• Moderate-to-severe drought impacted northern parts of China during August, according to the Beijing Climate Center. Below-average August rainfall over parts of eastern and southern Australia worsened drought conditions in those areas. Parts of southwest Australia experienced their lowest August rainfall since records began there in 1900.

NOAA understands and predicts changes in the Earth’s environment, from the depths of the ocean to the surface of the sun, and conserves and manages our coastal and marine resources.

On the Web:

NOAA’s National Climatic Data Center:

NCDC August 2008 analysis:

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Patrick Henry
September 16, 2008 8:15 am

NOAA maps shows the lower 48 close to average for the summer.
Alaska had their third coldest summer on record.
It was unusually cold in Antarctica, and NOAA probably has little coverage down there.
Antarctica has been officially disowned by the global warming community, because it is not behaving properly.

September 16, 2008 8:19 am

Crumbs! First comment!
Probably said before, but the lack of humility….
“NOAA understands and predicts changes in the Earth’s environment, from the depths of the ocean to the surface of the sun, and conserves and manages our coastal and marine resources.”

September 16, 2008 8:21 am

Whatever distortions may be taking place, and there may be many of them, time will reveal. It is difficult, though, to “give time time,” as a friend of mine used to say.
The farmers with low yields in the U.S. Upper Plains and Canadian Plains, ranchers in the Rockies, and plain folk in Alaska and Australia would probably all have a hard time believing how “warm” the past few months were where they live.
We were to have record lows in Austin overnight, but a blanket of clouds kept us warm. San Angelo, Texas, 220 clicks up the road, had a morning low of 47 degrees today, breaking the old record by 5 degrees. The upper atmosphere has been colder than usual all year and should allow winter cooling to get going in earnest forthwith.

L Nettles
September 16, 2008 8:22 am

This is not exactly on topic but here is the obituary of Ralph Plaisted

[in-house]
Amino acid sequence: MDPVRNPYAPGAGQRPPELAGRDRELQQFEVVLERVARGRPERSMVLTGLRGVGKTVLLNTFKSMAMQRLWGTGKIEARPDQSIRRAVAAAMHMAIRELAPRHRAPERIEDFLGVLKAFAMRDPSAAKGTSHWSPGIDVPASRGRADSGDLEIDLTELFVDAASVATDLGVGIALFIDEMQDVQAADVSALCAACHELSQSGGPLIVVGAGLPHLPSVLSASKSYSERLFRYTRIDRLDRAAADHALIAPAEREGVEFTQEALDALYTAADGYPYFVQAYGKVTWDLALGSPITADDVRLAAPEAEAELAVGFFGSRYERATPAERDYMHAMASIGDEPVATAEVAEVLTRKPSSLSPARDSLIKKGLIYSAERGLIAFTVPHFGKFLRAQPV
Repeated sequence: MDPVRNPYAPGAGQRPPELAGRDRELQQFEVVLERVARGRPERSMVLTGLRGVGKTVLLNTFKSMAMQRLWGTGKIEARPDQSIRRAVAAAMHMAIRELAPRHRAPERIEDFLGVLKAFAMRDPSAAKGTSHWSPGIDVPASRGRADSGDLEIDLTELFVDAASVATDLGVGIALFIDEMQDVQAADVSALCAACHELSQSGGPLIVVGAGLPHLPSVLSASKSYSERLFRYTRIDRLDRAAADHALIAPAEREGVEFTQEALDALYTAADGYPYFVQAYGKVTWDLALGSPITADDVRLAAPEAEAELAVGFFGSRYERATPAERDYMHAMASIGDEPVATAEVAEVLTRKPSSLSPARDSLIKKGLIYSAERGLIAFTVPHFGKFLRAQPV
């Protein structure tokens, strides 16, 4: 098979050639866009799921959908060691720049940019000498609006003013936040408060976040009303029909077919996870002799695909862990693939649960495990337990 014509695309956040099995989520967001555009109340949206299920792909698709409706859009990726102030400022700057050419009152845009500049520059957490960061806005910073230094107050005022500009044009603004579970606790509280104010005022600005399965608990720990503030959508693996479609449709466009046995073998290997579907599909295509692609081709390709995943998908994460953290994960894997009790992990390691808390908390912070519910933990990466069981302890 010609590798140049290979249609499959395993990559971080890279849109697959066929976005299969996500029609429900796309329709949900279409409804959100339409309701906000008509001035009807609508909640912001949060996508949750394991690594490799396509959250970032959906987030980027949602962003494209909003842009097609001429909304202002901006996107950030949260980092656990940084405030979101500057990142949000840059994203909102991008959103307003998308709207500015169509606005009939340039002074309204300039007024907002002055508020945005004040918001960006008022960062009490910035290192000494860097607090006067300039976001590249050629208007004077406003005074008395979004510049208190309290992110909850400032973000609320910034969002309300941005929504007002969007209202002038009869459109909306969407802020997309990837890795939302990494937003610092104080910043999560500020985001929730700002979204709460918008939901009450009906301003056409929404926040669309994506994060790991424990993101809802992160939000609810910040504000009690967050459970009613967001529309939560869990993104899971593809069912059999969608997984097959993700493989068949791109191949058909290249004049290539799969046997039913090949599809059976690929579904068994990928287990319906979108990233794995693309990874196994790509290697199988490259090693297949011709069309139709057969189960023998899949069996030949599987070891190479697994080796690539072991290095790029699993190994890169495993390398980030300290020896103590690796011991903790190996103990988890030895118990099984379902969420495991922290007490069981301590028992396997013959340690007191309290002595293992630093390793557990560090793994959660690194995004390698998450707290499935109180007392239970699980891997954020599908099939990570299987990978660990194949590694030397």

Mr. Plaisted was the first man with an undisputed claim to an overland journey to the North Pole. What I found interesting was this comment in the obit.
With a small crew that included the television journalist Charles Kuralt, Mr. Plaisted made his first attempt to reach the pole in 1967, but the trip had to be aborted far short of the goal, when unexpected warm weather in April caused the ice to begin breaking up. The next year, determined to avoid the same fate, he and a three-man crew — Gerald Pitzl, Jean-Luc Bombardier and Walter Pederson — started farther north, beginning their trek on March 7, at a speck on the Canadian map called Ward Hunt Island, 474 miles from the pole. The temperature was 60 below zero.
So in 1967 it was too “warm” to cross the ice to the North Pole in April! But that of course is before recorded history.

September 16, 2008 8:26 am

They keep the 12 hours of darkness warm and, thus, skew the averages.
When temperatures drop what happens? Precipitation. Clouds.
It has been raining all over the world recently. It is has been fairly cloudy all over the world recently.
And, of course, there is the legend to support.
(Latin, legenda, “things to be read”) is a narrative of human actions that are perceived both by teller and listeners to take place within human history and to possess certain qualities that give the tale verisimilitude. …

Mike Ramsey
September 16, 2008 8:26 am

Have there been any studies to directly calibrate the various temperature standards? Casting doubt on GISS’ land surface temperature collection is not, IMHO, the most effective way to stop this nonsense. A definitive and scientifically accepted (i.e. peer reviewed and published) study that calibrates and reconciles the competing temperature standards (i.e. GISS, UAH, RSS, and HadCRUT3) is the most direct way forward. Until then, each side will be content to only consider its own data and will feel justified in ignoring the other guy’s data. If we can’t agree on our facts than how can we ever agree on our conclusions?
–Mike Ramsey

Jacob King
September 16, 2008 8:30 am

Check out this article on the Mohonk Mountain House weather station:
It shows that only 7 years (out of the last 18) were the warmest in 112 years. Granted it’s one station in upper NY, and this year isn’t in yet, but it shows the surprising discrepancies between politically motivated claims by NOAA and the NWS’s cooperative station referenced in the link. One thing I’m taking away from all the thermometers out there is that we just can’t accurately predict global temperature.